Neuroprotection afforded by circadian regulation of intracellular glutathione levels: A key role for miRNAs☆

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Abstract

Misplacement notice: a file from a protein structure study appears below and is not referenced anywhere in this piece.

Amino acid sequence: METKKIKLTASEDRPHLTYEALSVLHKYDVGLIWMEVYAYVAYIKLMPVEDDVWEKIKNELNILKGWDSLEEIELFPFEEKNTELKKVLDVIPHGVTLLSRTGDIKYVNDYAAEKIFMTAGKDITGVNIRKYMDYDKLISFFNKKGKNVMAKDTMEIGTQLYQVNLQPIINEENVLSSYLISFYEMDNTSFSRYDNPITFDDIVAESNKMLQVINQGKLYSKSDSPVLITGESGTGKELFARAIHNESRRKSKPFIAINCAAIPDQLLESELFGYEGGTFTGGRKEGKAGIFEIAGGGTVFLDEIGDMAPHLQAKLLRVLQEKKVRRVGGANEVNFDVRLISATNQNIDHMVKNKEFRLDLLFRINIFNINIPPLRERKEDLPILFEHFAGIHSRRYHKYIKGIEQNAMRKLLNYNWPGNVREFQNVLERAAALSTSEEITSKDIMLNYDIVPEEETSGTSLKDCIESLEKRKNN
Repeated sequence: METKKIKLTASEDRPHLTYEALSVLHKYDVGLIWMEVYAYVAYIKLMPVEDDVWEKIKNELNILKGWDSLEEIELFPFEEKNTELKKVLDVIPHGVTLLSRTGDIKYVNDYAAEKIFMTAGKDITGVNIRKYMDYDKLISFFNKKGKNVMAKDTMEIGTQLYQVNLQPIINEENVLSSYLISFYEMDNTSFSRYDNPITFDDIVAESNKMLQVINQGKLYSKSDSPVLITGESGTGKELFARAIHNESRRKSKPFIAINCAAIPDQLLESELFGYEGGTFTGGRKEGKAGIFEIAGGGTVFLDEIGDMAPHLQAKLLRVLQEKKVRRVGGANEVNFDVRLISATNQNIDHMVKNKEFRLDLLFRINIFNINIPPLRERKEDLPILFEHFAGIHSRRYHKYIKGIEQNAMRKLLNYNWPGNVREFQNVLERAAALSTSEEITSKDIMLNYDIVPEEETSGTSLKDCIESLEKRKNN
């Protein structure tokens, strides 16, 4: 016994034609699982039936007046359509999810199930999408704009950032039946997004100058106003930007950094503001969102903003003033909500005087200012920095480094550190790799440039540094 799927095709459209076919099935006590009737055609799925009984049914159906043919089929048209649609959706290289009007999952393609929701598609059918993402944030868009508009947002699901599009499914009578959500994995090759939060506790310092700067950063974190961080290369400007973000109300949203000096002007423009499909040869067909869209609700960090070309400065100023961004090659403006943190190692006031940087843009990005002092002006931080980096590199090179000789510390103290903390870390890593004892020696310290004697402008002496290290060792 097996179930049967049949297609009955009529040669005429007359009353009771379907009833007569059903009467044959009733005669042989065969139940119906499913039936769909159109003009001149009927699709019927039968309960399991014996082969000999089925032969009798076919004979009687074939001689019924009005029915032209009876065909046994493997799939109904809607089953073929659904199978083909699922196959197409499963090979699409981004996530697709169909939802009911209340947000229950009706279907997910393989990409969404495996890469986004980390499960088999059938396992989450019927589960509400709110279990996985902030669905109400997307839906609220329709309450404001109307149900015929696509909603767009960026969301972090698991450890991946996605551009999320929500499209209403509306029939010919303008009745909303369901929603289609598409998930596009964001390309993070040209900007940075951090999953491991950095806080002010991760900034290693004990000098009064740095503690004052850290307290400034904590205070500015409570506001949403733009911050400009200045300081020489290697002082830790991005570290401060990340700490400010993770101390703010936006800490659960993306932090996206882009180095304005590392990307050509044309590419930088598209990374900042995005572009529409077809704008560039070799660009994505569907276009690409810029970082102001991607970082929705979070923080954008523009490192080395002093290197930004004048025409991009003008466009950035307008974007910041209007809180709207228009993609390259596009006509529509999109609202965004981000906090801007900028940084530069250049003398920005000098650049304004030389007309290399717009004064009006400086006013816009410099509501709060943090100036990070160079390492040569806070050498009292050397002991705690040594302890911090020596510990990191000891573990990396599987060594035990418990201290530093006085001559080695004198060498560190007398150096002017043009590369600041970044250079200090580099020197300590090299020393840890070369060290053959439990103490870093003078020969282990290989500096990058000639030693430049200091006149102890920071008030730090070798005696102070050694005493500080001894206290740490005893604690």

Circadian rhythms are approximately 24-h oscillations of physiological and behavioral processes that allow us to adapt to daily environmental cycles. Like many other biological functions, cellular redox status and antioxidative defense systems display circadian rhythmicity. In the central nervous system (CNS), glutathione (GSH) is a critical antioxidant because the CNS is extremely vulnerable to oxidative stress; oxidative stress, in turn, causes several fatal diseases, including neurodegenerative diseases. It has long been known that GSH level shows circadian rhythm, although the mechanism underlying GSH rhythm production has not been well-studied. Several lines of recent evidence indicate that the expression of antioxidant genes involved in GSH homeostasis as well as circadian clock genes are regulated by post-transcriptional regulator microRNA (miRNA), indicating that miRNA plays a key role in generating GSH rhythm. Interestingly, several reports have shown that alterations of miRNA expression as well as circadian rhythm have been known to link with various diseases related to oxidative stress. A growing body of evidence implicates a strong correlation between antioxidative defense, circadian rhythm and miRNA function, therefore, their dysfunctions could cause numerous diseases. It is hoped that continued elucidation of the antioxidative defense systems controlled by novel miRNA regulation under circadian control will advance the development of therapeutics for the diseases caused by oxidative stress.

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